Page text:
Arizona House Speaker Andy Tobin is proposing a special election this fall to ask voters if the state should expand Medicaid coverage.
That idea came as Senate President Andy Biggs, an unwavering opponent of Medicaid expansion, on Tuesday introduced a state budget proposal that would exclude the expansion but take on state maintenance of the current Medicaid system.
The two proposals broke a lengthy impasse between the Legislature and Gov. Jan Brewer on the Medicaid issue. Brewer called in January for the expansion, saying it could bring billions in federal dollars to the state and give insurance coverage to 300,000 more poor people.
Brewer's fellow Republicans immediately said they opposed it, although several have since expressed support, including enough in the Senate to combine with full Democratic support for a majority.
Tobin's office released draft copies of two measures he will introduce to allow Medicaid expansion. The first is his proposal to call a special election this fall for a constitutional amendment that would allow voters to decide on Medicaid expansion. The second is enabling legislation that would govern how the program works, including eligibility and a fee to be assessed on hospitals.
The proposal has several fiscal safeguards in it, including a Jan. 1, 2018 expiration of the expansion and a provision that would keep hospitals from passing along to patients the fees hospitals must pay as part of the program.
Tobin told the Arizona Capitol Times that taking it to the voters is the best option because he does not think it can pass the Legislature with two-thirds majorities in both chambers. Tobin said he thinks two-thirds is required because the proposal includes a fee that would be treated as a tax increase.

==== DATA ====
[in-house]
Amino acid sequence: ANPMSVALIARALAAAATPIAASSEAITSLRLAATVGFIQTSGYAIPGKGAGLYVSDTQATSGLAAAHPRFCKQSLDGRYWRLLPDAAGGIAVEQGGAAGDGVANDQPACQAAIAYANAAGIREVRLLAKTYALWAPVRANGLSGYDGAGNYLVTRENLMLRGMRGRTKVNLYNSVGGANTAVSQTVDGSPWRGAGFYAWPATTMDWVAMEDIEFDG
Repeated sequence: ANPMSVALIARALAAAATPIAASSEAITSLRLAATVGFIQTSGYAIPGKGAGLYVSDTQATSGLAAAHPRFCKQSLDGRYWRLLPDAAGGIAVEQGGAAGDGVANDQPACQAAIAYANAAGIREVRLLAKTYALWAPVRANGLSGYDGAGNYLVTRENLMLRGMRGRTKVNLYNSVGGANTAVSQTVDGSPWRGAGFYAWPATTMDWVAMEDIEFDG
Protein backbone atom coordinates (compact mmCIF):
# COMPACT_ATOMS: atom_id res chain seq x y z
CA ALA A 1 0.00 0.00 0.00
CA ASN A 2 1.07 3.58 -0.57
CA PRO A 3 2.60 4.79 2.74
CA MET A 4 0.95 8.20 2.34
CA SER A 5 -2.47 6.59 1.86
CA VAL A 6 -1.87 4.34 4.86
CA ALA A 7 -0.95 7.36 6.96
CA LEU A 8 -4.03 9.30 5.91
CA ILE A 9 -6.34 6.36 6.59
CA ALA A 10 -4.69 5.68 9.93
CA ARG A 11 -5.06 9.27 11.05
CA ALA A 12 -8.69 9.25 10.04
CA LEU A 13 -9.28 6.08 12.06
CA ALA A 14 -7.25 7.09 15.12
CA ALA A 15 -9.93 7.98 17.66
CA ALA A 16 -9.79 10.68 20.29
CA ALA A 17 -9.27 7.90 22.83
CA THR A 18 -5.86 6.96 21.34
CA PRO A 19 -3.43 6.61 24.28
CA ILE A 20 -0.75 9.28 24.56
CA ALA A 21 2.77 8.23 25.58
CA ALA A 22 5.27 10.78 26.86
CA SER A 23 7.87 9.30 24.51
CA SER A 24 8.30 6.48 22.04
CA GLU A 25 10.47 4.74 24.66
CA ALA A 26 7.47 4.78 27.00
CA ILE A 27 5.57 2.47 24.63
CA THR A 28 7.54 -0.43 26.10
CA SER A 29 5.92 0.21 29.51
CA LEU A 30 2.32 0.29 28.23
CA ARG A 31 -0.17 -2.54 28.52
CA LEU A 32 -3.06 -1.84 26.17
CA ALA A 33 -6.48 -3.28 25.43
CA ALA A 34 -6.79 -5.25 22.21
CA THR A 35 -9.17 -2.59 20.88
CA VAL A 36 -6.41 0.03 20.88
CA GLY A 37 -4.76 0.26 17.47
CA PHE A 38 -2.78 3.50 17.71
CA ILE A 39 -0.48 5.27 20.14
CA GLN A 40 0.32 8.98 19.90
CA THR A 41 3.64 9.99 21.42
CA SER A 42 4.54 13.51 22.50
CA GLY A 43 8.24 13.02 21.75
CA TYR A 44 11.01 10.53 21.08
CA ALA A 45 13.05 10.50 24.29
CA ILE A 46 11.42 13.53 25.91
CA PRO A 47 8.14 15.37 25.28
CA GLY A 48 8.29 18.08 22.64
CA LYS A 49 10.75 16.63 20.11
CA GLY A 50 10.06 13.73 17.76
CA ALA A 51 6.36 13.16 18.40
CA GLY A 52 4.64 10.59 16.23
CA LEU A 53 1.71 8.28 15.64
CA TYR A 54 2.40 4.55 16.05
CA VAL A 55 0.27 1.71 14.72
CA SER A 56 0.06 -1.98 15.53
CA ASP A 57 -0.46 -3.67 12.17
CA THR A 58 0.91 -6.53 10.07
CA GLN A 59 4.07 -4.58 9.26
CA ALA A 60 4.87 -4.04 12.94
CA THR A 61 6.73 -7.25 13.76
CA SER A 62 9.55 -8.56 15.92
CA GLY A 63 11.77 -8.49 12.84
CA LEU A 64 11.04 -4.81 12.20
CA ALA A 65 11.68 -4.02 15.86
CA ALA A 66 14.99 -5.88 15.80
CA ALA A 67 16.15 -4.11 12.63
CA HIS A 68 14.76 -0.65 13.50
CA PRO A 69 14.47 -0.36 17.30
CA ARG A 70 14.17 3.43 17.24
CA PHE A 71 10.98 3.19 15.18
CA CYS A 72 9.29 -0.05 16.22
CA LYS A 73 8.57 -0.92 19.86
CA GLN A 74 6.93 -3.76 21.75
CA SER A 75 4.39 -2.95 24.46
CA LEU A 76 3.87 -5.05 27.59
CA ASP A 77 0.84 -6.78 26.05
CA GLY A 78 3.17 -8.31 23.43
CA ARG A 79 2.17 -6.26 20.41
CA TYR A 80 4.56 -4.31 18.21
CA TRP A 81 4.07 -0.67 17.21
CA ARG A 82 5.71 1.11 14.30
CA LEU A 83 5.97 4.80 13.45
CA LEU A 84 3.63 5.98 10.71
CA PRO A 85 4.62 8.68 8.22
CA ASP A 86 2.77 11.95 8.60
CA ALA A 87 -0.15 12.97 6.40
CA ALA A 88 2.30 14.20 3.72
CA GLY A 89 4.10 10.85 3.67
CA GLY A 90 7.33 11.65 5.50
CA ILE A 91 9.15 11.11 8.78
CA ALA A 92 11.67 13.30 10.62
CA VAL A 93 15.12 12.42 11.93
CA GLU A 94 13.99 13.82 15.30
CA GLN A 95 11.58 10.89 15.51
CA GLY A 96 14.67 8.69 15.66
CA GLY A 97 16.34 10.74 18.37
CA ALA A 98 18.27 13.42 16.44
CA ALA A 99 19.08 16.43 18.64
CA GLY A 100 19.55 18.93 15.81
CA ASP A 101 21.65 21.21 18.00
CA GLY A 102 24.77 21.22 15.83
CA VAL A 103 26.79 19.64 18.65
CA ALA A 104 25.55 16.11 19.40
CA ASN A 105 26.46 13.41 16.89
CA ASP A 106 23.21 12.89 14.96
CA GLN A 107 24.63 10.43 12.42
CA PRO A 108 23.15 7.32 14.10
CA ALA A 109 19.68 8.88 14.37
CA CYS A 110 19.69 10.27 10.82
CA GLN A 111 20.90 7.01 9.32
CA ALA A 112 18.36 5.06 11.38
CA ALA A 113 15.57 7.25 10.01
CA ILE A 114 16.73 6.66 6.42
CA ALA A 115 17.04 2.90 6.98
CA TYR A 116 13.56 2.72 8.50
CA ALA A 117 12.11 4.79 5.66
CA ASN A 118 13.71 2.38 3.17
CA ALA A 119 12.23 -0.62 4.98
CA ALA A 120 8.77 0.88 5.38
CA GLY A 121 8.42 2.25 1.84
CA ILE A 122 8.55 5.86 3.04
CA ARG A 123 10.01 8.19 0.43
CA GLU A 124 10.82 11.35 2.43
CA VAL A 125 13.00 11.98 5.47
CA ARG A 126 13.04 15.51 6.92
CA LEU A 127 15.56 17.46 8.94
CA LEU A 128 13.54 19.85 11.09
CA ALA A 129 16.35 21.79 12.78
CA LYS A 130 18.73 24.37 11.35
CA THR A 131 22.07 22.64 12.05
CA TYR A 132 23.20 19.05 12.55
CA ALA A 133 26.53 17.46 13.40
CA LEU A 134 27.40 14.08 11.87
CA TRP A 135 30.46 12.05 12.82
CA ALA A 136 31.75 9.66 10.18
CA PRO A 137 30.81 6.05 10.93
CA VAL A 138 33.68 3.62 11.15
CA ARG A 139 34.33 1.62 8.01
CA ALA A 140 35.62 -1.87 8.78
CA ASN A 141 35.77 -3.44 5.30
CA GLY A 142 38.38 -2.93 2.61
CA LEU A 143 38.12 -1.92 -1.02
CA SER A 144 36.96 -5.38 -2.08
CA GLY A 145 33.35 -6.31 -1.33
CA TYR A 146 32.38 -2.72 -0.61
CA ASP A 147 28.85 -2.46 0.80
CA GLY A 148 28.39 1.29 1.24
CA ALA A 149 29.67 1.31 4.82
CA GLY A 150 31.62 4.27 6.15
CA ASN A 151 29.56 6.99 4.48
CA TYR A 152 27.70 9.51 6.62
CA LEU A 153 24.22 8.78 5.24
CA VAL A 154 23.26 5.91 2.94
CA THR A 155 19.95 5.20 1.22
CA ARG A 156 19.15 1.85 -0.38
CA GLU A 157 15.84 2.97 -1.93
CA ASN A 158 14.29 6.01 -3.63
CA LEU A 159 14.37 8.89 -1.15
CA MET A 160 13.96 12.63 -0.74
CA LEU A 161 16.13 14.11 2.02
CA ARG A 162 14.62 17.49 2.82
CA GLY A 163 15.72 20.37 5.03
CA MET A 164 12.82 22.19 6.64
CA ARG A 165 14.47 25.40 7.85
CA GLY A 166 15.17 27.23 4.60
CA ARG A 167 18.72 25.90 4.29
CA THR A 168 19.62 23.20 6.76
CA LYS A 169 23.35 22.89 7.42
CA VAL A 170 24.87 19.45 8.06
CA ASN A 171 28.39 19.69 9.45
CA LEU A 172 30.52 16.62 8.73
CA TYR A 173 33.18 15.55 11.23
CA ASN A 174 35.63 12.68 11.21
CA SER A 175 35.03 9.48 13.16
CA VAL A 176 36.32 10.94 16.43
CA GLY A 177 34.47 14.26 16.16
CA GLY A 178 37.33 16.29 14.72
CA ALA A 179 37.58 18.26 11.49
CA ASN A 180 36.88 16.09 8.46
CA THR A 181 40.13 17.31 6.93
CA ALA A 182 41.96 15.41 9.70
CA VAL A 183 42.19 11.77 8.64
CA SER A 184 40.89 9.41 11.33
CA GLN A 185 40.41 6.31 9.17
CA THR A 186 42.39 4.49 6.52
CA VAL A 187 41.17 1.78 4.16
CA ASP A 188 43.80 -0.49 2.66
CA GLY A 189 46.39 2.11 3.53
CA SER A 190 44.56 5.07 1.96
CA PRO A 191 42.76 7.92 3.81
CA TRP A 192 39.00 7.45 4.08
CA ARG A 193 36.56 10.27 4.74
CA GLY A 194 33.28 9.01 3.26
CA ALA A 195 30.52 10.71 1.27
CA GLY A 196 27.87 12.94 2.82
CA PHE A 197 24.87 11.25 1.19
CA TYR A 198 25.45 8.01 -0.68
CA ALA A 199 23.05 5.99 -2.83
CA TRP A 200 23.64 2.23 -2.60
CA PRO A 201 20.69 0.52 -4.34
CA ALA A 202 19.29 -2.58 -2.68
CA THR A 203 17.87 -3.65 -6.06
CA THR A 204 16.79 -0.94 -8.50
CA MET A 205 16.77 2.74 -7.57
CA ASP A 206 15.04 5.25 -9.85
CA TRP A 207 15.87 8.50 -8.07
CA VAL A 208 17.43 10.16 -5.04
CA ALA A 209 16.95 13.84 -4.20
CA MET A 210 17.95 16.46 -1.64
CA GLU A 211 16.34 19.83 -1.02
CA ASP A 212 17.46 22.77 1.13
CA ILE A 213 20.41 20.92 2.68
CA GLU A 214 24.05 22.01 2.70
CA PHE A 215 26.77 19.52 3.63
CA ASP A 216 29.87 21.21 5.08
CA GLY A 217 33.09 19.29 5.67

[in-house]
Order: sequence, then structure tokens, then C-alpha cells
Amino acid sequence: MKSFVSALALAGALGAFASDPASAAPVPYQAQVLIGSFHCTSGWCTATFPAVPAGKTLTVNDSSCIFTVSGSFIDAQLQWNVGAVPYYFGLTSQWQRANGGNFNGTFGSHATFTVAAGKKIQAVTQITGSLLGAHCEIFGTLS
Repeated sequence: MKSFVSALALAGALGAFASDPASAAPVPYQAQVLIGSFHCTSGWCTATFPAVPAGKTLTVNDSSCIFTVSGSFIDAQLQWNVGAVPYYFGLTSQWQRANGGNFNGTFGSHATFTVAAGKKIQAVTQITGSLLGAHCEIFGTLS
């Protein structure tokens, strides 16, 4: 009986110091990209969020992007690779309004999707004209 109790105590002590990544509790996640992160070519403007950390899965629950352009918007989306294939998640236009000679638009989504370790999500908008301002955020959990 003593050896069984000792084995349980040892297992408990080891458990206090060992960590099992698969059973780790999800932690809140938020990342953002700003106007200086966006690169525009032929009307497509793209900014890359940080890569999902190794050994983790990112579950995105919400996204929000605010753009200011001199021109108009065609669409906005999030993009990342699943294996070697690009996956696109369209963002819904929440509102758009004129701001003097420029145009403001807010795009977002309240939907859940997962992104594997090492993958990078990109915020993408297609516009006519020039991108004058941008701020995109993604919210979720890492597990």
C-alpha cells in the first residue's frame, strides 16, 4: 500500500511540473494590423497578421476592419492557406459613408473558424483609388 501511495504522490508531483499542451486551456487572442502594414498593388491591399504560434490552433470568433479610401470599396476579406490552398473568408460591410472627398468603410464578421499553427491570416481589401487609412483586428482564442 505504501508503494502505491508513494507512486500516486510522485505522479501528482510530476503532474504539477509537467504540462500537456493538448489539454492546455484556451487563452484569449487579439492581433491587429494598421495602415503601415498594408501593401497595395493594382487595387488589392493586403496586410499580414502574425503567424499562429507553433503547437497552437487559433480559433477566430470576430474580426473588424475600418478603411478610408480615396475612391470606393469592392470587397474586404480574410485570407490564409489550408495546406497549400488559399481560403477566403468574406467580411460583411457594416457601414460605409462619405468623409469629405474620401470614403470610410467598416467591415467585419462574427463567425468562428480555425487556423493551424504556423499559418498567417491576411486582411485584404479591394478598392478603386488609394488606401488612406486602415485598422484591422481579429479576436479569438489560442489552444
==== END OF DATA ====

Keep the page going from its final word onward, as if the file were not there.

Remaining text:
Brewer has said she prefers the Legislature approve the expansion, but her spokesman has said she won't take a ballot measure off the table.
Biggs' budget proposal calls on the state to ask the federal government for a waiver to allow Arizona to continue a freeze on new Medicaid enrollments for childless adults. Currently, the program covers 63,000 such adults and without the waiver, the federal government won't cover them.
Under Biggs' budget, if the waiver is not approved, the Legislature would appropriate $135 million in the next fiscal year to cover the 63,000 childless adults. Hundreds of thousands of others who are now not covered would remain in that status.
The budget plan was scheduled for a hearing Wednesday in the Senate Appropriations Committee, where approval would send it to the Senate floor for debate Thursday.
There, an amendment to add Medicaid expansion to the budget is expected to be introduced.
A spokesman for Biggs said Wednesday that he believes the Senate floor session Thursday will be protracted, perhaps going past midnight. In the past, that has not been unusual when the Legislature is working to pass the budget.